Acid victim Sonali Mukherjee
Sonali was attacked nine years ago with a cocktail of acids, disfiguring her for life. She has appealed to the government for medical support or to be mercifully killed.Reuters

In a move to curb the rising rate of acid attacks across the country, the Supreme Court (SC) on Thursday has ordered the Centre, State and Union territories to regulate the sales of acid and pay up till ₹3 lakh as compensation to victims.

The apex court has also asked state governments to provide ₹1 lakh of the ₹3 lakh compensation within 15 days of the incident being reported. States have also asked to bear the medical and rehabilitation costs for acid attack victims.

The SC has suggested ways to monitor the sales of acid and other corrosive substances. Among the measures were a ban on the sale of acid to minors, verification of buyer's identity and purpose of the purchase.

Moreover, acid sellers will now have to submit sales details of the sales to a local police official. If found with undeclared stocks, the substance will be confiscated and the seller be fined up to ₹50,000.

The court has given a deadline of three months to states and central government to frame rules regarding the sales of acid in retail shops. It has also asked them to make the plight of acid attack on women a non-bailable offence.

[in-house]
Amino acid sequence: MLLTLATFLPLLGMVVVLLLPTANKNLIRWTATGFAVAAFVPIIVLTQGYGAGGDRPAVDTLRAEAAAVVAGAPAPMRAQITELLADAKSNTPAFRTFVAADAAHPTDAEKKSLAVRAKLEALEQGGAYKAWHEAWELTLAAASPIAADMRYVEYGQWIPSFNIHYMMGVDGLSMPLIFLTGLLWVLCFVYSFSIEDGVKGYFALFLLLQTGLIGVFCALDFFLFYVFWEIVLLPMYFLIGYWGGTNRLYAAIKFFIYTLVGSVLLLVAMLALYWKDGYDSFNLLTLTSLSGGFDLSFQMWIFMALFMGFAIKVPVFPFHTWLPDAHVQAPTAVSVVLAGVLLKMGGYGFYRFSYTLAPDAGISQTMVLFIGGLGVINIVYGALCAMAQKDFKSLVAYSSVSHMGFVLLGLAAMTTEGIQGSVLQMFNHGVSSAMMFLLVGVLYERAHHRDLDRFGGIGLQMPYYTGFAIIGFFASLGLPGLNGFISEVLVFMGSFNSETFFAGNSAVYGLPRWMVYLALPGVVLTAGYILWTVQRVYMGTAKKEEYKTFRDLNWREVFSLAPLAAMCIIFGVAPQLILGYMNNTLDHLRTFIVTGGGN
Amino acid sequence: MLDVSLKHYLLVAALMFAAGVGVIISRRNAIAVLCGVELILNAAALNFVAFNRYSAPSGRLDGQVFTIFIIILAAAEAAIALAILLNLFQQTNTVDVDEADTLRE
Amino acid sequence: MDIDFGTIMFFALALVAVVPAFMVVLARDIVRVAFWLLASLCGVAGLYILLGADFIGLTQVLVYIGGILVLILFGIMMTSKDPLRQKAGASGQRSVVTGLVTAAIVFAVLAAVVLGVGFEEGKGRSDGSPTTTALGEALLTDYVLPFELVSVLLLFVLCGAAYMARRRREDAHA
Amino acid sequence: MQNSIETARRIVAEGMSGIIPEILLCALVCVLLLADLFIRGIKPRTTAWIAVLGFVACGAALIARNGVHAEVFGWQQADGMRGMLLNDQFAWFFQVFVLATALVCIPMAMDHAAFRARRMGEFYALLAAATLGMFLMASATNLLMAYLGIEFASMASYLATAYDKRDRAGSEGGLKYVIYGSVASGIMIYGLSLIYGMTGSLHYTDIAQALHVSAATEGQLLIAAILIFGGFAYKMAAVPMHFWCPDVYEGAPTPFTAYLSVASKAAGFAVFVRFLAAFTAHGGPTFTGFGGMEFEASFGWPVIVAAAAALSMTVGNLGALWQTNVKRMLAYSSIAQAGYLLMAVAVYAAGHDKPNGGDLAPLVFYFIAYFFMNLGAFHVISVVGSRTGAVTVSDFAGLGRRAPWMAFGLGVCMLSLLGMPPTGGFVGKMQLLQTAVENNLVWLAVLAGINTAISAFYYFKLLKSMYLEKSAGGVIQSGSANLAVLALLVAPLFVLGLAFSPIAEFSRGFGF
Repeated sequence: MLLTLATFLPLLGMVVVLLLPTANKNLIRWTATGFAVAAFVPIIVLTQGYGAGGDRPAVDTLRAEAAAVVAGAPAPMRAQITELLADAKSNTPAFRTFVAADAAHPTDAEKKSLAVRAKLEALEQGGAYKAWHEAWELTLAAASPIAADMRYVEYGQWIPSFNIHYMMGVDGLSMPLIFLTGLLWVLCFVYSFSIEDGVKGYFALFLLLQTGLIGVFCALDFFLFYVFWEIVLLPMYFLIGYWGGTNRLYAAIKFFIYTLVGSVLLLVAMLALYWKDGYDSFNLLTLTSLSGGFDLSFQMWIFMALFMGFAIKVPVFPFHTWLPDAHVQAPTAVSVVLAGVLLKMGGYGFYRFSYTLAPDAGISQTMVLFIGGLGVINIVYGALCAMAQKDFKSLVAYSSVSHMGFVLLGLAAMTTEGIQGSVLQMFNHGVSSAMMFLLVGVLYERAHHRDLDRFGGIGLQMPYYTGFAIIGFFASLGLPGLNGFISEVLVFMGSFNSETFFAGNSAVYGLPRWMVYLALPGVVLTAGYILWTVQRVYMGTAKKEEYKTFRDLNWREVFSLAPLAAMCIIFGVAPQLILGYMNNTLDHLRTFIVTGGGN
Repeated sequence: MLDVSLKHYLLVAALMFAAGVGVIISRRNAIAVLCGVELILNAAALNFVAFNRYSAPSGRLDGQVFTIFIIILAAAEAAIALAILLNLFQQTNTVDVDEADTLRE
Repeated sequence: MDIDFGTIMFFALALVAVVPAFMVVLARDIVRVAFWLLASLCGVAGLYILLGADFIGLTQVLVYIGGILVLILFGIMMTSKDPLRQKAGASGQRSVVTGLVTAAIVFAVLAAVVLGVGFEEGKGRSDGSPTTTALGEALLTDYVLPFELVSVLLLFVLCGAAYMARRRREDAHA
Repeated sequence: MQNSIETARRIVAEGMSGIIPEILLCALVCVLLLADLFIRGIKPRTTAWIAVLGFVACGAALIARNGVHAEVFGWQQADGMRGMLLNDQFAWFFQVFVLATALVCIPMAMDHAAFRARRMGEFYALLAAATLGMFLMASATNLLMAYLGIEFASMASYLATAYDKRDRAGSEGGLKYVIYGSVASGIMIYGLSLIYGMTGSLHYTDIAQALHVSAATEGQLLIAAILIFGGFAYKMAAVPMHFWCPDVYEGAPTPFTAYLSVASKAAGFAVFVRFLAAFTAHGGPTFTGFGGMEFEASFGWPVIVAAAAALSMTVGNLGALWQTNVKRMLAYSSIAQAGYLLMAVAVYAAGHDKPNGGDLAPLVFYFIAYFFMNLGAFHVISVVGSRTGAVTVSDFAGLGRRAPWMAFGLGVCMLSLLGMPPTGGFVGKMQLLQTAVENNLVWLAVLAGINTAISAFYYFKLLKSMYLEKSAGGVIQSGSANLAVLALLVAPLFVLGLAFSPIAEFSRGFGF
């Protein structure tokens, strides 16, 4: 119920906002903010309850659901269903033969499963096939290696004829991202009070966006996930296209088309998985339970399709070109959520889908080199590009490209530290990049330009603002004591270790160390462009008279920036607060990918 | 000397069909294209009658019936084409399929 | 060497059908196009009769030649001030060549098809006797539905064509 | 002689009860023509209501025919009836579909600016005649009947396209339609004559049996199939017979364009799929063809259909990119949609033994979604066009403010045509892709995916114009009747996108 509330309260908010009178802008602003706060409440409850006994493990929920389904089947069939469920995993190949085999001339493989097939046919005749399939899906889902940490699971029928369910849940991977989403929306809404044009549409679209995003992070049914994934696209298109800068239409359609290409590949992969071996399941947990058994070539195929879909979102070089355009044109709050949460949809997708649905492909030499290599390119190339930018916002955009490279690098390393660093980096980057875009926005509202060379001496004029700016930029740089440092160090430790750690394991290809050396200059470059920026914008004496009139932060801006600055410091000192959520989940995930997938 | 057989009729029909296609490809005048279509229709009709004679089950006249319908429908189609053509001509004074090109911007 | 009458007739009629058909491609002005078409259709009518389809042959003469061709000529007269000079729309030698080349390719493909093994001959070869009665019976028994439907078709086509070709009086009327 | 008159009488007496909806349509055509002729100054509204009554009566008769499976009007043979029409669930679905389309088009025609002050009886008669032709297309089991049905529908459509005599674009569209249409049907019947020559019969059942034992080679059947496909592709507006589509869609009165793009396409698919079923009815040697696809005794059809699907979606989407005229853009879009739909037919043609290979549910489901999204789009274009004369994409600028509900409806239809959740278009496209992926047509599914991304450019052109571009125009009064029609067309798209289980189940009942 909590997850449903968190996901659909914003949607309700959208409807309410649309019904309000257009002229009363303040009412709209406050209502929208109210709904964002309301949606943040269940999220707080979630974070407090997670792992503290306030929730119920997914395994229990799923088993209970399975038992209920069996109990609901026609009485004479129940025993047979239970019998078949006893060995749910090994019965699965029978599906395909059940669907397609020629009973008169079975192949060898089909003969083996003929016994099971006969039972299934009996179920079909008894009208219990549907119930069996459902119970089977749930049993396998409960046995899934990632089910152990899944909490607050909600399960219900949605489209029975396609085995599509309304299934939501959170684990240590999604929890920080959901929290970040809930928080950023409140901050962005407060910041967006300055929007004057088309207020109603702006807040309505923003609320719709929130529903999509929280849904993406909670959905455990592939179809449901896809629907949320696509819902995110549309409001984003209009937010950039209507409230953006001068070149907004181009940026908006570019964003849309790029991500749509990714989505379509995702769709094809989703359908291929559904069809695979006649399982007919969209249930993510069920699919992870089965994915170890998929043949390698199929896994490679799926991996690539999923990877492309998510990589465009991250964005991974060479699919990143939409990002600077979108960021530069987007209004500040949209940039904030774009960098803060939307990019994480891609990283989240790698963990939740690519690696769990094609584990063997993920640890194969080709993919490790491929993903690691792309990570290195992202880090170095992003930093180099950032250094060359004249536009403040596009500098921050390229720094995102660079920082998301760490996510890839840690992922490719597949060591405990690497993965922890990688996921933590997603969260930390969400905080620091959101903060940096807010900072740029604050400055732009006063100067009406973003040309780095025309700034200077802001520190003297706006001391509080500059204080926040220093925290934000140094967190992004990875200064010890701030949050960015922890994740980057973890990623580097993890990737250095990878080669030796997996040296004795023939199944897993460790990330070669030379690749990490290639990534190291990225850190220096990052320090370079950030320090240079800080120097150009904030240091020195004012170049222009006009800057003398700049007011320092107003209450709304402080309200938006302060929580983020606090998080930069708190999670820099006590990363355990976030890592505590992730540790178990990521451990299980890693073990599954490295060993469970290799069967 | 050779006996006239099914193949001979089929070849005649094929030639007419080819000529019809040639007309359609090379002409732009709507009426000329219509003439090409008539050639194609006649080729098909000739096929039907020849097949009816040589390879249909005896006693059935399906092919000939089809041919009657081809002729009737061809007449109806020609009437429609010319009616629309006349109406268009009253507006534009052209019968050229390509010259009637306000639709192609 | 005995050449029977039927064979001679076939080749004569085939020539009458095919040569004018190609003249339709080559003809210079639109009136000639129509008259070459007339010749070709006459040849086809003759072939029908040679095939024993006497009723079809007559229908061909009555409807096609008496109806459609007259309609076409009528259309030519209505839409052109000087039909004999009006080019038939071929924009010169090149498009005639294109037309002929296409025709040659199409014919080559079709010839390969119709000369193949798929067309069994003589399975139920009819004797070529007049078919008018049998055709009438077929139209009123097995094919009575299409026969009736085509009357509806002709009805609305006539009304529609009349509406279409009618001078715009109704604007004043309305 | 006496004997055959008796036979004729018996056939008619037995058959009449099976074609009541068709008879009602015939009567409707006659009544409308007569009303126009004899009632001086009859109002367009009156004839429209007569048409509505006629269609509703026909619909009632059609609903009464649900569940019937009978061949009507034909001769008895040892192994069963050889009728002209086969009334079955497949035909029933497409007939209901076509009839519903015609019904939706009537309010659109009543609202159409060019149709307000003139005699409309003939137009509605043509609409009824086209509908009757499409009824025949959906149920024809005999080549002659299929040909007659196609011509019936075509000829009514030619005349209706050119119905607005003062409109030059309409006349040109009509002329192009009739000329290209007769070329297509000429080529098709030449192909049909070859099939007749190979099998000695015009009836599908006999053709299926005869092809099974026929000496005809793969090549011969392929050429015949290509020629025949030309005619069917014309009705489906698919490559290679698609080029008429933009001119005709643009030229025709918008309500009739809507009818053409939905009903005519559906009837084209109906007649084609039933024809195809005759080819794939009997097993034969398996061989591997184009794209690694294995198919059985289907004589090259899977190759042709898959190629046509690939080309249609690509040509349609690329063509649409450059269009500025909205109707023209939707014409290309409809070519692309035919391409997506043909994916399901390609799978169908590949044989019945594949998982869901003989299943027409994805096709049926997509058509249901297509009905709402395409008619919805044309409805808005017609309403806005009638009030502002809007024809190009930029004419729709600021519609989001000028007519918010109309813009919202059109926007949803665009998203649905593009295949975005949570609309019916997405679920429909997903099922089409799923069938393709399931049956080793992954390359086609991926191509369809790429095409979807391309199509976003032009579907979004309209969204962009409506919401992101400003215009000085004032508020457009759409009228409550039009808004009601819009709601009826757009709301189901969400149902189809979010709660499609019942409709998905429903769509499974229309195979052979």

The court, last week, slammed the government for not acting on the regulatory measures soon. In April, the Centre had assured that it will formulate a plan along with the states' approval by 9 July.

However, it failed to keep up the promise. "Seriousness is not seen on the part of government in handling the issue," the bench headed by Justice RM Lodha had said during the hearing.

The court's order was passed following a hearing of a Public Interest Litigation (PIL) filed in 2006 by acid-attack victim Laxmi. The Delhi-based woman, was only a minor when she was attacked for rejecting a marriage proposal.

"It is surely going to be a huge deterrent for those planning to buy acid with the intention to cause harm. While many will still break the law, attacks should come down by and large. Many would be scared of giving proof of identity and residence," Laxmi, now 23, told The Times of India.